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NSP: Detecting the Truth

Tips and hints for finding resources for your research project.

What is a search strategy?

Developing a strong search strategy can save you time when it is time to search for resources.  Rather than doing general searching using Google, we recommend that you search using the library databases.  Searching Google is much different than searching library databases.

One facet of database searching that can be difficult to get used to is subject heading or keyword searches.  Rather than typing a question in and expecting instant results, users need to focus on identifying and using controlled language searches.

Identifying controlled language for subject headings and keywords is beneficial for the savvy researcher.  Controlled language is typically assigned by the Library of Congress and is then used universally (or at least in English) by vendors and publishers when identifying main points and ideas for their books, journals and other publications.

Once the controlled language for your topic is identified, database searching is usually much easier. 

Language used on websites by various entities can often be arbitrary and inconsistent.

Subject headings

As you begin to develop your search terms including subject headings and keywords, you'll want to brainstorm.  This could be fairly easy to do with this topic.  Here are a few things to consider to supplement your search.

  • Use "serials murderers" not serial killers to narrow down articles as a subject heading
  • There are many variations that can help you narrow down even further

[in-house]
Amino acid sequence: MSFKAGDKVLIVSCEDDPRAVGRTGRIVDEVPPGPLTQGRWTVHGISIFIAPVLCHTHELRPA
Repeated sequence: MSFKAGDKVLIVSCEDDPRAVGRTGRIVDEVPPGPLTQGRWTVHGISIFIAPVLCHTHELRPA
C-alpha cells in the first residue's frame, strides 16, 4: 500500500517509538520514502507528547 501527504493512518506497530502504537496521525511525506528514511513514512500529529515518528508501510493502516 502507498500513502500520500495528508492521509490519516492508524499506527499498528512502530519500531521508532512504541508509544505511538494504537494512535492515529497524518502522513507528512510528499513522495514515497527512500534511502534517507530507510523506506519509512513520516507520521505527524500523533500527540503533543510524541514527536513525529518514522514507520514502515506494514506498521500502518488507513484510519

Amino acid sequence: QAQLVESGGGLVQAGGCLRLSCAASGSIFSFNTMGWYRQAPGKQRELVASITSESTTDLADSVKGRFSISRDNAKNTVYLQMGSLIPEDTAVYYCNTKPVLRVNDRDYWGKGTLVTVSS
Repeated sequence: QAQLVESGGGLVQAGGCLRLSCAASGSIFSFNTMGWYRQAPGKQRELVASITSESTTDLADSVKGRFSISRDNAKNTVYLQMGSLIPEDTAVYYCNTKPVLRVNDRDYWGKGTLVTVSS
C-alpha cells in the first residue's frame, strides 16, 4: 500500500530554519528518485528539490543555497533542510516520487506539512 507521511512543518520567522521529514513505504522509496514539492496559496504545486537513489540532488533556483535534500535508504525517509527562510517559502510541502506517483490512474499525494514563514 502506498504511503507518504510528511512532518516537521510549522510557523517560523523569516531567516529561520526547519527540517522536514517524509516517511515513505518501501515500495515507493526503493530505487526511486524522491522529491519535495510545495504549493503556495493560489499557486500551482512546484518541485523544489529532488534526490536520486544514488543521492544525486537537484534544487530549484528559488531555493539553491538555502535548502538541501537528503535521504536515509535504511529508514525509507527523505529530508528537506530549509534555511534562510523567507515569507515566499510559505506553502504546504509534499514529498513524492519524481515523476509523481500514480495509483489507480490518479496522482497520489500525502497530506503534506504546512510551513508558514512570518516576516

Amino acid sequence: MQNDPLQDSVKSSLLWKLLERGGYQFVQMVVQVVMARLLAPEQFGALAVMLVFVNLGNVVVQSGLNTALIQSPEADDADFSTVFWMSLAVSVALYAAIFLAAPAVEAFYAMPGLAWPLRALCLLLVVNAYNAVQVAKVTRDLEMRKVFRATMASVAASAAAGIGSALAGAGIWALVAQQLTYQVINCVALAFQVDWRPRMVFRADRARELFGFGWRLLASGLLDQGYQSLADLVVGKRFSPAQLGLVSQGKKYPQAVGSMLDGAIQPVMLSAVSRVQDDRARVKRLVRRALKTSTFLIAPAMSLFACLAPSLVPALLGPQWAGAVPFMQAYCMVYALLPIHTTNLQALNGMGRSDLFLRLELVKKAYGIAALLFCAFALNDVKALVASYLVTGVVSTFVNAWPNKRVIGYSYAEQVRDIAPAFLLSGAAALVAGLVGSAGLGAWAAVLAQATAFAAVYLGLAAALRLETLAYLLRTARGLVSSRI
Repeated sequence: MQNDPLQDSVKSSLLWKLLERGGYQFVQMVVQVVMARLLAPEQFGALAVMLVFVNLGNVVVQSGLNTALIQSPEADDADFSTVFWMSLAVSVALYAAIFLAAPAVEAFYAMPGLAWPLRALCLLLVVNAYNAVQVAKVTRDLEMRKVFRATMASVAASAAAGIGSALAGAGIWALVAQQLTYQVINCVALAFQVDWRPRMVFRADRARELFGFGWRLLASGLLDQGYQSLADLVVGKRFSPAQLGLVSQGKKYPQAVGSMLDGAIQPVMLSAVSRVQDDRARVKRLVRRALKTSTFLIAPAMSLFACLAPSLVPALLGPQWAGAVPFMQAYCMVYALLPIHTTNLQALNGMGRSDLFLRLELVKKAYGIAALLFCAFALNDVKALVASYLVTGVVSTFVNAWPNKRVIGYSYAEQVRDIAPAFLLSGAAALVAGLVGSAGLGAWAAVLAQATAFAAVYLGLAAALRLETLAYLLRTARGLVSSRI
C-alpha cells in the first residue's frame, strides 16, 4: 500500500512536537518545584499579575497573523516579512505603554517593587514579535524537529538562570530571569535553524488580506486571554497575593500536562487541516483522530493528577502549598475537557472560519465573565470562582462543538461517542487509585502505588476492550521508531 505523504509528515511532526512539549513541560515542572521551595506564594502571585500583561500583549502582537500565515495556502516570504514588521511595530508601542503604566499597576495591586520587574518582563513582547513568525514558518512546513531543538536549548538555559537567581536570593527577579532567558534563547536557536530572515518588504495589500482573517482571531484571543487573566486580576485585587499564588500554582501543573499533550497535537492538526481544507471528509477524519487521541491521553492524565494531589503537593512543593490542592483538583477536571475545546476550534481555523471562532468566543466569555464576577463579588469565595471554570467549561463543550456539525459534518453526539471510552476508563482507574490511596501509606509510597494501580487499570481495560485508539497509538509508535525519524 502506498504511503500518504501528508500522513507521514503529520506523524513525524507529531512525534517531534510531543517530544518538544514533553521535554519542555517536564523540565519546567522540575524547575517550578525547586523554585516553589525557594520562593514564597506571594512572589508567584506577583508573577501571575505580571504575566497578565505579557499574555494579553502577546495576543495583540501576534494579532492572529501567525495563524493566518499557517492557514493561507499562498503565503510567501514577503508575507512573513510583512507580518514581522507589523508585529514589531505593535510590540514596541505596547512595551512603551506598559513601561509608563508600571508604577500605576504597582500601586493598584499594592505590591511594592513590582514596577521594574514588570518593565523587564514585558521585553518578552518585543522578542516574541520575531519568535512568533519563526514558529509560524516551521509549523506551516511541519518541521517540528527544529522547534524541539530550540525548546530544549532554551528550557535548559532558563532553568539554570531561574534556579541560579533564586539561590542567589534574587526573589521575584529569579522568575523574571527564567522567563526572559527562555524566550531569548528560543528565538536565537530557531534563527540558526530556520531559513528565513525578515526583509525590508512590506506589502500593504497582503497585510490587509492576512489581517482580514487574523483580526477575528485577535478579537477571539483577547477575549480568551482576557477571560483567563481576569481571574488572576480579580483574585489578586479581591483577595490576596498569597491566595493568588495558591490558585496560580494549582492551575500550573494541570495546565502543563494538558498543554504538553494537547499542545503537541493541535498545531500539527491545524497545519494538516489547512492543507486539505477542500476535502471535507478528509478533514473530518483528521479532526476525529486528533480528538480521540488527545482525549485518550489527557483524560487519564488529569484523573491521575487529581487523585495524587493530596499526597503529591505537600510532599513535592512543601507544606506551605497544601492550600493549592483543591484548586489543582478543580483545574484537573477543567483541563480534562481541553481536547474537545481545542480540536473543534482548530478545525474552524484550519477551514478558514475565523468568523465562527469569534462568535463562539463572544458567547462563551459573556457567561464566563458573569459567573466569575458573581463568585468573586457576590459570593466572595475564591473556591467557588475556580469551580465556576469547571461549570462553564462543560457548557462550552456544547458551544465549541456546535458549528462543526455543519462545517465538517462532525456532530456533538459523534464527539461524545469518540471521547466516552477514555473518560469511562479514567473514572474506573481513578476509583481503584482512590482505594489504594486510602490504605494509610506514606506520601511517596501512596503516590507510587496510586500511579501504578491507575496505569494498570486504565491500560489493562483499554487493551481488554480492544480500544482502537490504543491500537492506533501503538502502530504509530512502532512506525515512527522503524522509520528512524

• women serial murderers
    • serial murders-history
    • serial murderers' spouses
  • As you begin searching, look at the subject headings, read abstracts, you can get some great ideas for other terms and words to use to enhance your search and clarity your results
  • Here are a few keywords I discovered while searching that may help:
    • criminal investigation or investigation
    • murder victims
    • police
    • serial murder investigation
    • law enforcement
    • murder investigation
    • homicide investigation
    • philosophy
    • motivation
    • psychology
    • profiling

A note about searching for specific names.

Some names you may or may not find listed as subjects.  Be sure to enclose a person's name in quotation marks.  

For example: "Dennis Rader".  

To get the best results you'll want to search: "Dennis Rader" OR "Rader, Dennis"

You will have unique results for both searches, so including both in your search will give you a more comprehensive list of results.

If your serial murderer has been given a nickname, also search for that term.  i.e., "BTK" or "Bind, torture, kill"